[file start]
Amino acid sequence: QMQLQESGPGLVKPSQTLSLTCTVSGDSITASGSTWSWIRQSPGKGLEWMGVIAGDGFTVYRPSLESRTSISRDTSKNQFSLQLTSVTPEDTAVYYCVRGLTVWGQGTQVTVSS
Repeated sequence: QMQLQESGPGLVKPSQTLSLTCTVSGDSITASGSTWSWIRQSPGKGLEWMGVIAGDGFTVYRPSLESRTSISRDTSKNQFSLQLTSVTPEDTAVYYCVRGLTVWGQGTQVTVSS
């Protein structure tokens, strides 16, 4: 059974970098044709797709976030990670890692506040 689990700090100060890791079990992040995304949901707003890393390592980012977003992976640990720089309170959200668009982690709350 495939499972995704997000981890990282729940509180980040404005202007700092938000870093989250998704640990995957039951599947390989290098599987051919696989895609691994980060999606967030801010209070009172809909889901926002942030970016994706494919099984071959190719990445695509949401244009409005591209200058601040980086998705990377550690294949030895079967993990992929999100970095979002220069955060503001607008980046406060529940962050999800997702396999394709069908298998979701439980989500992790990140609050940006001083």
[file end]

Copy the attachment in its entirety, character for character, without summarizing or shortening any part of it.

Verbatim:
Amino acid sequence: QMQLQESGPGLVKPSQTLSLTCTVSGDSITASGSTWSWIRQSPGKGLEWMGVIAGDGFTVYRPSLESRTSISRDTSKNQFSLQLTSVTPEDTAVYYCVRGLTVWGQGTQVTVSS
Repeated sequence: QMQLQESGPGLVKPSQTLSLTCTVSGDSITASGSTWSWIRQSPGKGLEWMGVIAGDGFTVYRPSLESRTSISRDTSKNQFSLQLTSVTPEDTAVYYCVRGLTVWGQGTQVTVSS
């Protein structure tokens, strides 16, 4: 059974970098044709797709976030990670890692506040 689990700090100060890791079990992040995304949901707003890393390592980012977003992976640990720089309170959200668009982690709350 495939499972995704997000981890990282729940509180980040404005202007700092938000870093989250998704640990995957039951599947390989290098599987051919696989895609691994980060999606967030801010209070009172809909889901926002942030970016994706494919099984071959190719990445695509949401244009409005591209200058601040980086998705990377550690294949030895079967993990992929999100970095979002220069955060503001607008980046406060529940962050999800997702396999394709069908298998979701439980989500992790990140609050940006001083």